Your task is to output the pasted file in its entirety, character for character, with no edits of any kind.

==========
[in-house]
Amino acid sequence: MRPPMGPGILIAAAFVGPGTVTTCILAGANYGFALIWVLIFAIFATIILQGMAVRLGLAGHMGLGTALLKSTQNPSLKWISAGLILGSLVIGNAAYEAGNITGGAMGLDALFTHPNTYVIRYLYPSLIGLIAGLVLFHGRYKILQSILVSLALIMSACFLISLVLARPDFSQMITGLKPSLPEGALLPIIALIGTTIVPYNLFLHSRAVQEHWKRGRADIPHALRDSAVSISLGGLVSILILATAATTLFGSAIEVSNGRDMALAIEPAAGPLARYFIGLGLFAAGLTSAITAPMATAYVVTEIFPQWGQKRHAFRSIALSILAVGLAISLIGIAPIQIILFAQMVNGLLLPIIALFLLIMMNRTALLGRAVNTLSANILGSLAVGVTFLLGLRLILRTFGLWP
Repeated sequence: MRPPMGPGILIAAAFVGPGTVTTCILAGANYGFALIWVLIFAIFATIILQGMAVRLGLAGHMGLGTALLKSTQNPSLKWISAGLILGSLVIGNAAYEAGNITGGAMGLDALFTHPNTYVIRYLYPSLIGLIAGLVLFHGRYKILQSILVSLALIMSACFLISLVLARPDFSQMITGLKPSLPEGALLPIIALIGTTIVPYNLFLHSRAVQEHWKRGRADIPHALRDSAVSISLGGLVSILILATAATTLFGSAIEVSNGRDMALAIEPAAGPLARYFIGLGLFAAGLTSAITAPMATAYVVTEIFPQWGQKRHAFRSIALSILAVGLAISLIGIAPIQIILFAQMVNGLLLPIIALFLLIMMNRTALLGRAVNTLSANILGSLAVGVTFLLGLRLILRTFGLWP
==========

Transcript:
[in-house]
Amino acid sequence: MRPPMGPGILIAAAFVGPGTVTTCILAGANYGFALIWVLIFAIFATIILQGMAVRLGLAGHMGLGTALLKSTQNPSLKWISAGLILGSLVIGNAAYEAGNITGGAMGLDALFTHPNTYVIRYLYPSLIGLIAGLVLFHGRYKILQSILVSLALIMSACFLISLVLARPDFSQMITGLKPSLPEGALLPIIALIGTTIVPYNLFLHSRAVQEHWKRGRADIPHALRDSAVSISLGGLVSILILATAATTLFGSAIEVSNGRDMALAIEPAAGPLARYFIGLGLFAAGLTSAITAPMATAYVVTEIFPQWGQKRHAFRSIALSILAVGLAISLIGIAPIQIILFAQMVNGLLLPIIALFLLIMMNRTALLGRAVNTLSANILGSLAVGVTFLLGLRLILRTFGLWP
Repeated sequence: MRPPMGPGILIAAAFVGPGTVTTCILAGANYGFALIWVLIFAIFATIILQGMAVRLGLAGHMGLGTALLKSTQNPSLKWISAGLILGSLVIGNAAYEAGNITGGAMGLDALFTHPNTYVIRYLYPSLIGLIAGLVLFHGRYKILQSILVSLALIMSACFLISLVLARPDFSQMITGLKPSLPEGALLPIIALIGTTIVPYNLFLHSRAVQEHWKRGRADIPHALRDSAVSISLGGLVSILILATAATTLFGSAIEVSNGRDMALAIEPAAGPLARYFIGLGLFAAGLTSAITAPMATAYVVTEIFPQWGQKRHAFRSIALSILAVGLAISLIGIAPIQIILFAQMVNGLLLPIIALFLLIMMNRTALLGRAVNTLSANILGSLAVGVTFLLGLRLILRTFGLWP